- Procesos Proambientales Xaquixe has created a methodology for micro-industrial sustainability by implementing a wide range of alternative energy technologies and by repurposing discarded materials from local waste streams. This system fosters a trans-disciplinary network of small businesses, or ¨eco-clusters,¨ which share knowledge and resources to sustainably enrich their communities and economies while helping detoxify their environment.
- ZERI Network and Sanctuary Asia (with the support of APPL), the brainchild of renowned eco-entrepreneur and activist Gunter Pauli and his Blue Economy initiative, is a comprehensive project that seeks to simultaneously tackle multiple goals: conservation, wildlife and biodiversity protection in one of the world's most diverse regions (which includes endangered rhinos, tigers, and elephants); food security, sustainable economic development, and effective social services for a currently impoverished population; and the demonstration of cutting-edge organic agro-ecological methods' capacity to be competitive.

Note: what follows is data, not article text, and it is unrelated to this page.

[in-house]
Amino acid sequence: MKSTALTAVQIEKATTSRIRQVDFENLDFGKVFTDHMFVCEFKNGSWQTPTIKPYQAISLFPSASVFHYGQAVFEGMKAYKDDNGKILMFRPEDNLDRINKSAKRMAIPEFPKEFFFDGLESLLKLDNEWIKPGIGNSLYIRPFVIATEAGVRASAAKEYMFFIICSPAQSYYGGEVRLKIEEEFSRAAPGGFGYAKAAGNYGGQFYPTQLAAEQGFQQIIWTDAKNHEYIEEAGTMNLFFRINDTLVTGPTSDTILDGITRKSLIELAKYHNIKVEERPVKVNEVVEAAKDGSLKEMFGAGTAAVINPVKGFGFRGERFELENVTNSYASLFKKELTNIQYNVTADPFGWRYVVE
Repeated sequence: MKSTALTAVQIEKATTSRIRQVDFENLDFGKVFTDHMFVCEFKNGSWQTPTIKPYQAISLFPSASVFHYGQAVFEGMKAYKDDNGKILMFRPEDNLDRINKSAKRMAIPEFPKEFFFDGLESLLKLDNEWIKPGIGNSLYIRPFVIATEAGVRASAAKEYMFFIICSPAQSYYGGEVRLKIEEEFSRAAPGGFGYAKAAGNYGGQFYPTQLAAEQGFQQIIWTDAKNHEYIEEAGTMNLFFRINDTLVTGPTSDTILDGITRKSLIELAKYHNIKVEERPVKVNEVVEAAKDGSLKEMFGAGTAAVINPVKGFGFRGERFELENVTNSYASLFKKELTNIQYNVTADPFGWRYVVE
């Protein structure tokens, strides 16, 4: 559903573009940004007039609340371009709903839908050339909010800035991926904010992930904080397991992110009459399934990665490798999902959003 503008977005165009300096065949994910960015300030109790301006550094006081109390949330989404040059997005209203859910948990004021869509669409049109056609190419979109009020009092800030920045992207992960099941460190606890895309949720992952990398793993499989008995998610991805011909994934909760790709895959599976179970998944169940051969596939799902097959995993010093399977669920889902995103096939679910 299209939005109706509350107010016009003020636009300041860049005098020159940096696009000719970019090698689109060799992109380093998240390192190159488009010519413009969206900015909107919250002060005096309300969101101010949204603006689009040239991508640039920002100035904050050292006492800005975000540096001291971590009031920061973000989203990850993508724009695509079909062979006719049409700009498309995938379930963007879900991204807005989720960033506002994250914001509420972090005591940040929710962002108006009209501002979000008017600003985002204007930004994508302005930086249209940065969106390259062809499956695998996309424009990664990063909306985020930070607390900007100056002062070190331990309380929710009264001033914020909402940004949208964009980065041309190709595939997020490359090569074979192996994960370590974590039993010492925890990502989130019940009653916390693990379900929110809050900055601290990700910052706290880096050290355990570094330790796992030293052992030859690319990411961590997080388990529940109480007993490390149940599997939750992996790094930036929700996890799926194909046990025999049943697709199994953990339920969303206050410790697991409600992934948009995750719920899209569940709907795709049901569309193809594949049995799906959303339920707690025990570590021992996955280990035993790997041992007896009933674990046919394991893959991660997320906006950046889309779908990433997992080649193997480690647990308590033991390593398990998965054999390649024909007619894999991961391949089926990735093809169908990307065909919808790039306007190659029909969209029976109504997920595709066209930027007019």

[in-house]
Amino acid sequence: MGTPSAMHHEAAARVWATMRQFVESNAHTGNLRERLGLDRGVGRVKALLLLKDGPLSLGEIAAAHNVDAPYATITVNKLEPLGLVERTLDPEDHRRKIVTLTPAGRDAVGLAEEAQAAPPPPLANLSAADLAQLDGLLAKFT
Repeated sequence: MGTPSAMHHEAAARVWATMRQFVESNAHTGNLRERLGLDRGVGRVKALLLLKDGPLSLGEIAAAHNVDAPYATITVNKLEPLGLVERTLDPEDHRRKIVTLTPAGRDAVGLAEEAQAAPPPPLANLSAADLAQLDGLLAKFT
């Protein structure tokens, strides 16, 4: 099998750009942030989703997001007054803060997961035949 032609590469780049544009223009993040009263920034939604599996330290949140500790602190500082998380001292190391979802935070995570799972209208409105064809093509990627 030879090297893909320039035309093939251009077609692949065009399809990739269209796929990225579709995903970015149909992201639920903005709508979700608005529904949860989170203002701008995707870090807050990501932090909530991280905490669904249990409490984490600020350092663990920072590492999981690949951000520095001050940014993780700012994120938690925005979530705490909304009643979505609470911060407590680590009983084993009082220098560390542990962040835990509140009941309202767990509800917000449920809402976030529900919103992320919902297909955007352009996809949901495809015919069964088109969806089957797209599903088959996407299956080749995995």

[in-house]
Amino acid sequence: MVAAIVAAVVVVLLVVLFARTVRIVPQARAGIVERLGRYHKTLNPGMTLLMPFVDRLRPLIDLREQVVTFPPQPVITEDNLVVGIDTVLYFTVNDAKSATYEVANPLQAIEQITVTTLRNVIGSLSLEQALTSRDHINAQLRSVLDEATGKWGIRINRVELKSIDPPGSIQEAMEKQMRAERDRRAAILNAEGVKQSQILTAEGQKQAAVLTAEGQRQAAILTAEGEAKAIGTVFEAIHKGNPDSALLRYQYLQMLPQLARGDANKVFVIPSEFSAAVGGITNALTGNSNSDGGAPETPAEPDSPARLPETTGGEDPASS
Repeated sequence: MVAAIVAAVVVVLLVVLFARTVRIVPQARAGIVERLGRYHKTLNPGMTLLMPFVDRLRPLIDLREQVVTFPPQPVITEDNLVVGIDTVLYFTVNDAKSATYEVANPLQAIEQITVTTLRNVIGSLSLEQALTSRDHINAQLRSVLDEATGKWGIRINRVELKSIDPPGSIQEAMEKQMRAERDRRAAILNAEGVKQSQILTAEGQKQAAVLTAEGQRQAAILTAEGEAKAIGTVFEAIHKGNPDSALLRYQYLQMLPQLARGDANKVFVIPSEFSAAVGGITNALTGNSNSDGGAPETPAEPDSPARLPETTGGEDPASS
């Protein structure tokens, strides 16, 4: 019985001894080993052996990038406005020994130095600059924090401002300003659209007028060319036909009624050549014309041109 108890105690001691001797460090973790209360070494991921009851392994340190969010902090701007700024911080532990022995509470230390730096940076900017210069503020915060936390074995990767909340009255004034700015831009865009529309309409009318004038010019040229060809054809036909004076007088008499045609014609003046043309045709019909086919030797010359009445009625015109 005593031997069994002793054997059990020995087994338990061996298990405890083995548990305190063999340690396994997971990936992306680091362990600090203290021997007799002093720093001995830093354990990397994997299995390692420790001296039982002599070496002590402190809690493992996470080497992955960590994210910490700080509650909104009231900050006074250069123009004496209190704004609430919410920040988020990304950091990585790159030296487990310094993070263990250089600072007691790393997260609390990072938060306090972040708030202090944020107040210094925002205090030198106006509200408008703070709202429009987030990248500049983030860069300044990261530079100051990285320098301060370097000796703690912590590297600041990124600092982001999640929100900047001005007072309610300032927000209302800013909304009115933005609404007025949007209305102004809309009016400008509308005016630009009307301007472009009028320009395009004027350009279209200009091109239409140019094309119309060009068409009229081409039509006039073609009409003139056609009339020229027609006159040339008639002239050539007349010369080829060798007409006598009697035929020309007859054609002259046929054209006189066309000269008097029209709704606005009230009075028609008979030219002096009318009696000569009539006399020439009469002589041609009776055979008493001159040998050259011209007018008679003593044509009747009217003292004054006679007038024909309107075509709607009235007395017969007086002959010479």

- KTK-BELT is a home-grown Nepalese biodiversity preservation, conservation, education, rural sustainable development, and job creation initiative that seeks to protect and share the invaluable ecological knowledge held by local/indigenous people in a "vertical university," which will stretch from Koshi Tappu (67 meters above sea level), Nepal's largest aquatic bird reserve, to Kanchenjunga (8,586 meters above sea level). The “vertical university” will include plots of research land in various locations and eventually corridors between them.